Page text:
Seattle Police Department chief Kathleen O'Toole has launched an internal investigation into an officer who personally wrote nearly 80 percent of tickets issued this year for smoking marijuana in public, according to an internal e-mail O'Toole sent officers. The Stranger obtained the e-mail through city sources who asked to remain anonymous.

The tickets, punishable by $55 in fines, have been handed out disproportionally to people of color and the poor, according to a recently released city report.

"I have ensured this officer will not be performing patrol duties during the course of this investigation," O'Toole said.

Last year, City Attorney Pete Holmes pushed hard to create the ticket for smoking marijuana in public, which led to speculation that the ticket would be issued disproportionately to people of color. The city council cooperated with Holmes’s request by passing an ordinance, but first the council inserted clauses into the law that say cops should give suspects a “first warning” and requiring a semi-annual report on the ticket’s impacts.

O'Toole says the officer added a note to the tickets, requesting the attention of "Petey Holmes." She didn't explain the officer's motivation, but perhaps it was an attempt to deride Holmes for being what O'Toole described as "a vocal advocate for recent changes to Washington State’s marijuana laws" in 2012. "The ongoing review of the officer’s ticket reports," O'Toole wrote in her e-mail, "also found that, in one case, while contacting two people for public use of marijuana, the officer used a coin toss to determine which of the two individuals would receive a citation. In another ticket report, the officer refers to Washington’s voter-enacted changes to marijuana laws as 'silly.'"

The first report on the ticket's impacts was released July 23. Although black people make up 7.9 percent of the city’s population, researchers found police issued 32.9 percent of their pot tickets to black people. The study by SPD’s Loren T. Atherley and Mark Baird adds, “Early observations suggest a correlation between this low level civil infraction and people of disadvantaged socioeconomic means.” Specifically, 46 percent of the people who received tickets had addresses in government housing or associated with economic distress such as a shelter.

Why the disparate impact on minorities and the poor? The report doesn’t reach a conclusion, but at least one answer appears obvious. The only locations police have handed out the tickets issued this year, the report explains, are around 3rd Avenue downtown, Victor Steinbrueck Park, and Occidental Park (locations typically populated by racial minorities waiting for the bus and a park where vagrants congregate). But police handed out zero tickets outside the downtown core (in a city that is 69.5 percent white).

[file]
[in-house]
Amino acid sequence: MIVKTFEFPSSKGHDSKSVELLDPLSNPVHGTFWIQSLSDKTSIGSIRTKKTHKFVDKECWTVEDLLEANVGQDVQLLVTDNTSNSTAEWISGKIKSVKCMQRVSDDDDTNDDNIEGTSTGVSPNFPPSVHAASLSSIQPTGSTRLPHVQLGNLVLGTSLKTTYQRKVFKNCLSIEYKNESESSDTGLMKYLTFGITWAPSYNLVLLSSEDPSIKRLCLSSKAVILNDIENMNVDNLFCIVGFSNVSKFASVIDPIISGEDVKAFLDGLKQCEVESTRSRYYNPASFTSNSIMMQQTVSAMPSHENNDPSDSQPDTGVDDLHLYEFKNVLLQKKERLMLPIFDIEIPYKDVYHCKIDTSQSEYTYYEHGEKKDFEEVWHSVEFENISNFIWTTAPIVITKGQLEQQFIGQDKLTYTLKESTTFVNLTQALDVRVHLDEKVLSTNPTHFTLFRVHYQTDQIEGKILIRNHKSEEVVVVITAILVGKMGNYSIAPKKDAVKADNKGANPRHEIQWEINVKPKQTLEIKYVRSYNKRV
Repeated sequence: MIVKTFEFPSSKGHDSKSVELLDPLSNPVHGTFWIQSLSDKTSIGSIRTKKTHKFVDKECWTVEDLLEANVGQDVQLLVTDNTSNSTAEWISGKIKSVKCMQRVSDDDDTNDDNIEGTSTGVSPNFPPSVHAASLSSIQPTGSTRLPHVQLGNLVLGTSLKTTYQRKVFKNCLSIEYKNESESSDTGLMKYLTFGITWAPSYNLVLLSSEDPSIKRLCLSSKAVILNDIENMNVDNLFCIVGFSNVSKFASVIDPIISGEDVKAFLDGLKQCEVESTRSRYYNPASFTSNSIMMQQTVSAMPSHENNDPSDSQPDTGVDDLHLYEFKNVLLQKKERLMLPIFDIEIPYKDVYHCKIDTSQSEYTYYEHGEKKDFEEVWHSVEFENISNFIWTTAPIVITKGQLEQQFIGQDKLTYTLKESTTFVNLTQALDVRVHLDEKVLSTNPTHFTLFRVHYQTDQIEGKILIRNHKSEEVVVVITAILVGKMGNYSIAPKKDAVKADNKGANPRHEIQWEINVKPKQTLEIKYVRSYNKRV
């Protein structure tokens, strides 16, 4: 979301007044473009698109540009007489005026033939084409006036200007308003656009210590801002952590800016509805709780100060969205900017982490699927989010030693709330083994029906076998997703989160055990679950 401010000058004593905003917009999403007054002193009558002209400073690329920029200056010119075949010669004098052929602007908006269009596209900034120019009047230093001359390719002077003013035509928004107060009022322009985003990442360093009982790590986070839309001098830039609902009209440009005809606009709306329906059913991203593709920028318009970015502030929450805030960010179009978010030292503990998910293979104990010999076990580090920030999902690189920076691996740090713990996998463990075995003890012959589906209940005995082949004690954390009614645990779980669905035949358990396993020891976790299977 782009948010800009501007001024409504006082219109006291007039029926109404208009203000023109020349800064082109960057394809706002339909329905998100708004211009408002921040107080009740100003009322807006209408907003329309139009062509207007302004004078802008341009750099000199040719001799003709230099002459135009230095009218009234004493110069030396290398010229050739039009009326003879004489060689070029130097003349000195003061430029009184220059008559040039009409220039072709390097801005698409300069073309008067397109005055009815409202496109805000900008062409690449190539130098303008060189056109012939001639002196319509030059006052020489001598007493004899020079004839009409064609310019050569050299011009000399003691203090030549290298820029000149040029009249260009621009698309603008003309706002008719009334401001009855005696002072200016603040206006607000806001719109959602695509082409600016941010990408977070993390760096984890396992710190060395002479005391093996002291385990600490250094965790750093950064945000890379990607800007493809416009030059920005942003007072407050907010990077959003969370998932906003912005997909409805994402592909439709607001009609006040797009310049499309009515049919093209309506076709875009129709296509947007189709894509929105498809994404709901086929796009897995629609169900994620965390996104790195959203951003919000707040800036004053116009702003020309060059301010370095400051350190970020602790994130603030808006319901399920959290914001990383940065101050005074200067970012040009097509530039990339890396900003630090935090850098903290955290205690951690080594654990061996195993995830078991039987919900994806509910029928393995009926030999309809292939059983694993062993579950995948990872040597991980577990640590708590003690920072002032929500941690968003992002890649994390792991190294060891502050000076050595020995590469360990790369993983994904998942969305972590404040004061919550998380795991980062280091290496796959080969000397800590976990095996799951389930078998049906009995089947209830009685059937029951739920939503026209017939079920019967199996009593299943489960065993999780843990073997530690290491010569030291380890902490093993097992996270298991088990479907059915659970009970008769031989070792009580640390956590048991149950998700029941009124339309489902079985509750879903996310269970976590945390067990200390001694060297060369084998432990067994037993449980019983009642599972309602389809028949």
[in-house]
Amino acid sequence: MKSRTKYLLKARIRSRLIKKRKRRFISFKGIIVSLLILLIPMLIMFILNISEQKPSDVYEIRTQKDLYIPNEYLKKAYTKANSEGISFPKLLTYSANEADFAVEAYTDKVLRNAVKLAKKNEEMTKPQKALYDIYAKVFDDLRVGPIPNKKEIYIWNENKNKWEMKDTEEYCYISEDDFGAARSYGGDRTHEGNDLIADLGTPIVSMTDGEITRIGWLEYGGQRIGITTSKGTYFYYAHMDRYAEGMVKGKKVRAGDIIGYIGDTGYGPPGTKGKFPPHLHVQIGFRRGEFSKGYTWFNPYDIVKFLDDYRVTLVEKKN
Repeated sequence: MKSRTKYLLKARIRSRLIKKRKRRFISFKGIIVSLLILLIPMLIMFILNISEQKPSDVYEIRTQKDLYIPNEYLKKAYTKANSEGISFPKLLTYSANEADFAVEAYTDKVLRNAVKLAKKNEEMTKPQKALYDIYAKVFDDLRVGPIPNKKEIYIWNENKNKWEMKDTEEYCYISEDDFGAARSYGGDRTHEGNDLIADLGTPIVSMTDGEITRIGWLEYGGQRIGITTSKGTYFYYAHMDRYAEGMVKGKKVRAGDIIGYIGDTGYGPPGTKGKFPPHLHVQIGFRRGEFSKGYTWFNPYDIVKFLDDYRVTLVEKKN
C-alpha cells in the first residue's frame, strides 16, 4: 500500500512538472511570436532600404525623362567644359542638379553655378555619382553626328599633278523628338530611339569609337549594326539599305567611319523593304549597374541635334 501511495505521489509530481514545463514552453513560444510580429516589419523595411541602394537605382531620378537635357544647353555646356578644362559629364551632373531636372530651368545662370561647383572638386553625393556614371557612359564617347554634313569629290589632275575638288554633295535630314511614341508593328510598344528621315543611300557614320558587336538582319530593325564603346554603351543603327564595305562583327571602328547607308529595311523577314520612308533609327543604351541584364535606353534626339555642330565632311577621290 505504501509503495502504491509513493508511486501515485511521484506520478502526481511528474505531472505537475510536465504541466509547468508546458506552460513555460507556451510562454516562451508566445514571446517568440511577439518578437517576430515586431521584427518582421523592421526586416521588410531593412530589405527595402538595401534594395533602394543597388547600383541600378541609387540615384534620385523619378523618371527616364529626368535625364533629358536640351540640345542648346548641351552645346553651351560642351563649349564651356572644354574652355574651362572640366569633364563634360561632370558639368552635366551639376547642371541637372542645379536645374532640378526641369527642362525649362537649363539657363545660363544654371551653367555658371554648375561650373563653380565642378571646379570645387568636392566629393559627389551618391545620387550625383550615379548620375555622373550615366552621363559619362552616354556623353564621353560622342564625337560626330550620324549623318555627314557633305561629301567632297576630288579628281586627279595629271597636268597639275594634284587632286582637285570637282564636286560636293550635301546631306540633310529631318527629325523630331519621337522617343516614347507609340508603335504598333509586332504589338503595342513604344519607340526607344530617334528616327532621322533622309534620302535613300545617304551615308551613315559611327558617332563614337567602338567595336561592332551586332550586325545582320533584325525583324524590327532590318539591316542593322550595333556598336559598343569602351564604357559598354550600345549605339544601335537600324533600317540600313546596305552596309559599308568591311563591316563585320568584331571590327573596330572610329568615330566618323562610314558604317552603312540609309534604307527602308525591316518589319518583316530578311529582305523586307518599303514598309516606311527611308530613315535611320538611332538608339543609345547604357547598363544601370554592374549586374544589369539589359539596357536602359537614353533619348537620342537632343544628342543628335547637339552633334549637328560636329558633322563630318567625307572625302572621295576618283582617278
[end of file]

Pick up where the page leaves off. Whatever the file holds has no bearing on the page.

"There is no reason to think that public consumption of marijuana is dominated by black or homeless people," Lisa Dauggaard, deputy director of the Public Defender Association, said earlier this week about the report. "Common sense and all available data say that in Seattle, the opposite is true." She says that if writing tickets for marijuana smoking in public is prioritized, "it needs to be true throughout the city, including in locations where those getting citations are likely to be affluent and/or white."

The officer who wrote 80 percent of the tickers is under investigation by the Office of Professional Accountability (OPA), which is reviewing the officer’s conduct and professionalism. The officer is a member of the West Precinct Bike Unit, personally writing 66 of the 83 marijuana tickets issued this year, according to O'Toole.

For the police department’s part, Sergeant Sean Whitcomb had said earlier this week—before today's news came out—that the tickets were handed out "in direct response to community complaints about open use." But the report finds only one ticket was handed out after a citizen complained and an officer was dispatched to the scene. In addition, Whitcomb says officers have not necessarily given suspects first warnings, instead relying on "department messaging" such as the SPD’s blog posts. (Homeless people are probably not reading blogs and may not know using pot outside is illegal.) How many of these cases actually involved the officer providing a verbal warning first, as outlined in the law?

Perhaps the investigation will find out.

(This post was updated at 5:24 p.m. with details from O'Toole's letter.)